New research: Majority says “walking away” still unacceptableby Tim Manni
As the economic crisis wages on, I’m curious to know if your thoughts on strategic defaults have changed. Late last year we divided the walking away argument into two categories: emotion and logic. While some borrowers felt as though they had a moral obligation to keep paying their mortgage, others felt as though the decision to walk away is a business decision, nothing else.
The results of a recent survey from the Pew Research Center reveal a similar divide in sentiment. While the majority surveyed still feel that it’s “unacceptable” to walk away, 36% said it was acceptable to walk away, “at least under certain circumstances”:
Nearly six-in-ten (59%) believe it is wrong for homeowners to deliberately stop paying their mortgages and surrender their homes to the mortgage lender, according to the survey of 2,967 adults conducted May 11-31.
But two-in-ten (19%) say it’s acceptable and an additional 17% volunteer that it depends on the circumstances.
Are you considering walking away from your mortgage? If so, I wrote an article a little while back titled “The Pros and Cons of Walking Away from your Mortgage.” The article looks at 10 different considerations for walking away — five for and five against.
Two reasons borrowers walk away
You’re underwater: The number one reason borrowers strategically default on their mortgage is because they are underwater. Given the substantial drop in home prices over the last few years, an estimated 25% of all homeowners have negative equity in their homes. According to a recent Federal Reserve study, “the median borrower does not strategically default until equity falls to -62 percent of their home’s value” (e.g. your home is worth $124,000 and the mortgage outstanding is $200,000). Given how far some borrowers’ equity has fallen, the underwater problem will be with us for years to come. Recently HSH.com ran some numbers and determined that a significant portion of borrowers wouldn’t even reach 0% equity until 2015.
The same home, or more, for less: While many homeowners may struggle with the moral dilemma of not paying their debt, walking away from your mortgage is a business decision. Whether you decide to walk away from your mortgage or refinance your mortgage, the ultimate goal is to significantly change your financial situation. According to the Wall Street Journal, some borrowers have successfully been able to walk away from underwater homes and rent similar properties in the same area for half the cost of their mortgage. The decision to walk away is all that much easier when you can keep your surroundings, lifestyles and neighborhoods intact and find a house that meets all of your needs for far less money each month.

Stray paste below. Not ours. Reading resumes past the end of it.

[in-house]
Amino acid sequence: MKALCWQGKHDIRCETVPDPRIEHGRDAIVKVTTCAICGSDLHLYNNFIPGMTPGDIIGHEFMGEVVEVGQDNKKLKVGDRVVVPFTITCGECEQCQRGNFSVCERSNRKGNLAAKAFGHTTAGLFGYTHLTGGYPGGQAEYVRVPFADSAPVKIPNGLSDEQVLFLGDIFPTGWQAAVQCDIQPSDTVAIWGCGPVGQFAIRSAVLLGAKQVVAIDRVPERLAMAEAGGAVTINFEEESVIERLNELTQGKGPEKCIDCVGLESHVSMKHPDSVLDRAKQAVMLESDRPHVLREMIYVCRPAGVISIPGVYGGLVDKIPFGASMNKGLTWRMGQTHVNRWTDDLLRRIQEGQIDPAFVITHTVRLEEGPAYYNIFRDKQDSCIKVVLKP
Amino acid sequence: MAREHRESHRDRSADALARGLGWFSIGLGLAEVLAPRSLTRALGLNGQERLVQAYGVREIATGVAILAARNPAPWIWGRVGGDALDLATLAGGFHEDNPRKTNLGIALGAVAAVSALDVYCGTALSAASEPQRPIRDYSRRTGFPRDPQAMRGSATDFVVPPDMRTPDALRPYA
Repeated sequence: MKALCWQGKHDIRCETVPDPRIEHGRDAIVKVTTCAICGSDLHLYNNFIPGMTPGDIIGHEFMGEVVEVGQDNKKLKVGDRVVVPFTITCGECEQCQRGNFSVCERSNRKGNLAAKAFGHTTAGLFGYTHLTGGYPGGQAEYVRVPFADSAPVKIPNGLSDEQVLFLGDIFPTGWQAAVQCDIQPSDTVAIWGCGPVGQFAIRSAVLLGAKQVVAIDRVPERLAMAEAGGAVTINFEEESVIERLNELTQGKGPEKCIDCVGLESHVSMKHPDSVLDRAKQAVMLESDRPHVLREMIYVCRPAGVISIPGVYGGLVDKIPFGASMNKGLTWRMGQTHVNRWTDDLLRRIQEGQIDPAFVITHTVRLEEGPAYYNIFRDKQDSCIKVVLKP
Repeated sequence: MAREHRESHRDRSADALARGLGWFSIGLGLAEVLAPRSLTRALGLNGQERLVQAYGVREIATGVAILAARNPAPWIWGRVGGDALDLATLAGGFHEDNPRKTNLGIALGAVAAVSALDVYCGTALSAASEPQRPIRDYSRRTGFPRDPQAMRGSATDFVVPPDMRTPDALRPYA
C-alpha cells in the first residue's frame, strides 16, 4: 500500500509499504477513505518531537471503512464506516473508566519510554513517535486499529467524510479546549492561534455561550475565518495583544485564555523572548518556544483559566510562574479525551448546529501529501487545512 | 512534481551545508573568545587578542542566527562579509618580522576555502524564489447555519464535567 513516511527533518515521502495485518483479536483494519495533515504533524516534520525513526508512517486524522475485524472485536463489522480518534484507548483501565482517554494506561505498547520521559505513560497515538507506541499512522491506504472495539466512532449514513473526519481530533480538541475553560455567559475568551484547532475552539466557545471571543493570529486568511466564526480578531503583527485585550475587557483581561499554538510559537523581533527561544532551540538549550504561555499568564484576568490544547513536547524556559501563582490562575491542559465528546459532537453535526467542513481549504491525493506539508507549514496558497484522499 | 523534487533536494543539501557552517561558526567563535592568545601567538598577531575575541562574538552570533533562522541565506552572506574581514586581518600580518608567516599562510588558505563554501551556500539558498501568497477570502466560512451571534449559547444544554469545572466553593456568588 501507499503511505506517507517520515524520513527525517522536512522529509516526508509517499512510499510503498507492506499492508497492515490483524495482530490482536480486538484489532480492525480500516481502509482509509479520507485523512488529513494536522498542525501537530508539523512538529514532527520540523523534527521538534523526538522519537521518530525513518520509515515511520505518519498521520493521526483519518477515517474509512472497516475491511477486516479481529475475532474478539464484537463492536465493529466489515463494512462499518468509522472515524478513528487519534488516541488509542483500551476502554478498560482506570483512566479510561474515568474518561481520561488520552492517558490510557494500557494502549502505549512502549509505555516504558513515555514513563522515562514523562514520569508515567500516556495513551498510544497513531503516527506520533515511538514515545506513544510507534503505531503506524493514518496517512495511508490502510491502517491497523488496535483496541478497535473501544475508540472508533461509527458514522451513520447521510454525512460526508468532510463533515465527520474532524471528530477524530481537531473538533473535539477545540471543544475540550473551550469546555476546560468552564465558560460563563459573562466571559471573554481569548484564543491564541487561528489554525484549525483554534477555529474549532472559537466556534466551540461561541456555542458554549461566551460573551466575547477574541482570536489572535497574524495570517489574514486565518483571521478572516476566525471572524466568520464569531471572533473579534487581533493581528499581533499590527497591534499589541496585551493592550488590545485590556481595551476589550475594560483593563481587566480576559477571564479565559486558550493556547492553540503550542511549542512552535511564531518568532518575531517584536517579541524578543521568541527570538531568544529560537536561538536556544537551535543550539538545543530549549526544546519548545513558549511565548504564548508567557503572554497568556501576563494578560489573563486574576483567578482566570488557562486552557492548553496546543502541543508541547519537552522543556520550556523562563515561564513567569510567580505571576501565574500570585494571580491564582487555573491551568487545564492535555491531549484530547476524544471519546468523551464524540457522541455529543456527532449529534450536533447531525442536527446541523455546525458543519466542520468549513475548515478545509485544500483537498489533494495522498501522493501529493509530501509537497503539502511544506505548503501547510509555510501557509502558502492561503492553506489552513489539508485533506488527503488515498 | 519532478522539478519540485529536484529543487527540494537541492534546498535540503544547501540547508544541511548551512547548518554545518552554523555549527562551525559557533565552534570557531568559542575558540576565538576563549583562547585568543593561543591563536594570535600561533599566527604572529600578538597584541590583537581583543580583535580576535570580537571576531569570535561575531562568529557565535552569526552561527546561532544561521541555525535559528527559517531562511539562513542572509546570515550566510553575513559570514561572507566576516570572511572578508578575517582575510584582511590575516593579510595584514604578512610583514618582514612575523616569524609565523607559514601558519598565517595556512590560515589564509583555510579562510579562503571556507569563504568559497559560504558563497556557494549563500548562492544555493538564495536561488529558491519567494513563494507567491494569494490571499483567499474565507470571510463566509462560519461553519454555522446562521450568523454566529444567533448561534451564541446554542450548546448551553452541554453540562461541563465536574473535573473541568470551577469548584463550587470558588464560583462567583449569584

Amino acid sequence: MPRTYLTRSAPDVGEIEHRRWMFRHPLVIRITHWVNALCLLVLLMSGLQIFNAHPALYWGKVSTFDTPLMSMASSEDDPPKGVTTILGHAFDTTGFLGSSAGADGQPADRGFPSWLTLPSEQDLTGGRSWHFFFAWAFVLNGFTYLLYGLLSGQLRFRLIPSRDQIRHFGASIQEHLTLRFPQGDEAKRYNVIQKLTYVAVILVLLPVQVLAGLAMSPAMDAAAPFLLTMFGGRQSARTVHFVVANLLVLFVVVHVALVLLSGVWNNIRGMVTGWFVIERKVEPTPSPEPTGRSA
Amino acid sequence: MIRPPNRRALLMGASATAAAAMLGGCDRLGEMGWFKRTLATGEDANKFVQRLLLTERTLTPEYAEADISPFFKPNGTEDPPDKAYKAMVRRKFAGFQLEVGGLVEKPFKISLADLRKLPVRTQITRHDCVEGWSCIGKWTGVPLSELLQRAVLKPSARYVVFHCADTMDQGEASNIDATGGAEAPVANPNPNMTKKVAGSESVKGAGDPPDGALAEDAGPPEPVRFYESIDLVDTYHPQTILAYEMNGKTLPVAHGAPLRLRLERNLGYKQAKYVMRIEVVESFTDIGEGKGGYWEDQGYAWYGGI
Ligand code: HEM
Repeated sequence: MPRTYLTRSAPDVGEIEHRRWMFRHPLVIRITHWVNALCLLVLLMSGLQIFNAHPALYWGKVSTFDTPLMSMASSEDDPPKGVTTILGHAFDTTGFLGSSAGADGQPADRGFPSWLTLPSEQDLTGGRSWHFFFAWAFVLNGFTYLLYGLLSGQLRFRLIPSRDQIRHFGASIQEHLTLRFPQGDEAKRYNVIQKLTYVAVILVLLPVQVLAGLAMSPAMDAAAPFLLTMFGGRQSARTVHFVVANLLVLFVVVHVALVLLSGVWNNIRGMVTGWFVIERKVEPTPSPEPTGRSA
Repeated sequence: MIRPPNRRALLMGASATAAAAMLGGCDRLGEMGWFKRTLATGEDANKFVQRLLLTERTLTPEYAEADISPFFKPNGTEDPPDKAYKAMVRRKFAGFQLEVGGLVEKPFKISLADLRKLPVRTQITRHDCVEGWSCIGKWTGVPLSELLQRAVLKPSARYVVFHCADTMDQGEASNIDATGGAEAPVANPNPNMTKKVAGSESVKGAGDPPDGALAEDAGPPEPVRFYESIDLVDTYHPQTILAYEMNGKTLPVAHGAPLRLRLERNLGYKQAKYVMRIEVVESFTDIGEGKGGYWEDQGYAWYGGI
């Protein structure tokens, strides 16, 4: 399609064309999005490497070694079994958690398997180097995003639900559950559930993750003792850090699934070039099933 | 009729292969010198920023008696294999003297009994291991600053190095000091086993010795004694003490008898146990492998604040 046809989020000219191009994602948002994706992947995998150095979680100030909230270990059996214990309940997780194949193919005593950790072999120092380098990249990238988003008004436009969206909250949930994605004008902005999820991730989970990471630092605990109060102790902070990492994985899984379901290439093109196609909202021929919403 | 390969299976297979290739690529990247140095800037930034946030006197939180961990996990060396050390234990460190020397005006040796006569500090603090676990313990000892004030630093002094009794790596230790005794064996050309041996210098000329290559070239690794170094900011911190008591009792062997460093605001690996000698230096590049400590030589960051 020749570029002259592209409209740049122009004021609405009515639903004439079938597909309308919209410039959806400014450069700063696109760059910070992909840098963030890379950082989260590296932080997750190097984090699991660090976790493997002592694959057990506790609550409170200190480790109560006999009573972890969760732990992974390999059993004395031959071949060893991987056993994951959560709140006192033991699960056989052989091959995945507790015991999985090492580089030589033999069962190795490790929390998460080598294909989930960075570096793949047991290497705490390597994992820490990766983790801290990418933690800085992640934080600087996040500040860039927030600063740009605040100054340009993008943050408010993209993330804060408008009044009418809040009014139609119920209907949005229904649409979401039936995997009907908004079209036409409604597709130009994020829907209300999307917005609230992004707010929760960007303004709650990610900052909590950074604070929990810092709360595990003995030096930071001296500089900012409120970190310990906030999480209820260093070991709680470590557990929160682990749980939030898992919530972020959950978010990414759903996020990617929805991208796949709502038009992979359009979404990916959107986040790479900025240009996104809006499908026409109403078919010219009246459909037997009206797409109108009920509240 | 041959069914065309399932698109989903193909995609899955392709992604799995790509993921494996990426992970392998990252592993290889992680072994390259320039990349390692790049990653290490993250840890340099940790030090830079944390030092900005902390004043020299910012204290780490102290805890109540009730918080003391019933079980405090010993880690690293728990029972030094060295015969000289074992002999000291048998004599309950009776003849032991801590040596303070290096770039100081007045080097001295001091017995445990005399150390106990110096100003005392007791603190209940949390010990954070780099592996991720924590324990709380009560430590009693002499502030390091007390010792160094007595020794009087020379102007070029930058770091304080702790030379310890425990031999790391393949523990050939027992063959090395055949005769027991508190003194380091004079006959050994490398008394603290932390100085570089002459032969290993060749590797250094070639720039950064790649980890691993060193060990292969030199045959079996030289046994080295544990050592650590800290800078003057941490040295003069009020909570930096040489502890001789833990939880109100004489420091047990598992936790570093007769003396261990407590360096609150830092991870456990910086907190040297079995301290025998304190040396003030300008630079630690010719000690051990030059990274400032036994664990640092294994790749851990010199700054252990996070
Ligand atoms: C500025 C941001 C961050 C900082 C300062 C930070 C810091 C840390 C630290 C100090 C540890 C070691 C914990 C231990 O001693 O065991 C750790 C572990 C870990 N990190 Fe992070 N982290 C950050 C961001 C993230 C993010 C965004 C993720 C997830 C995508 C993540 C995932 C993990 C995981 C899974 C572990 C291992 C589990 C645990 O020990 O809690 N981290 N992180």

Two reasons borrowers shouldn’t walk away
You’ll kill your credit: Walking away from your mortgage is one of the quickest and easiest ways to kill your credit score. Money Magazine says a borrower with a credit score of 780 who decides to walk away will see their score drop by up to 150 points. Given the widespread use of credit scores today, a drop in your credit score could prevent you from getting a new job, renting an apartment and will increase your interest costs now and well into the future.
You can’t own again for years: Strategic or not, if you default on your mortgage it will take years before you can get another mortgage. Foreclosed borrowers can expect to wait anywhere between two and five years before they are eligible to get a new mortgage. Borrowers who voluntarily walk away may have to wait twice as long. Fannie Mae recently announced their plans to lock strategic defaulters out of new loans for seven years! However, in an attempt to encourage borrowers to work with their lenders to produce less-costly outcomes, as of July 1, 2010, Fannie Mae cut in half the amount of time short sellers have to wait to become owners again. Borrowers who sell their homes via a short sale will only have to wait two years.
Click here to continue reading “The  Pros and  Cons of Walking Away from your Mortgage.”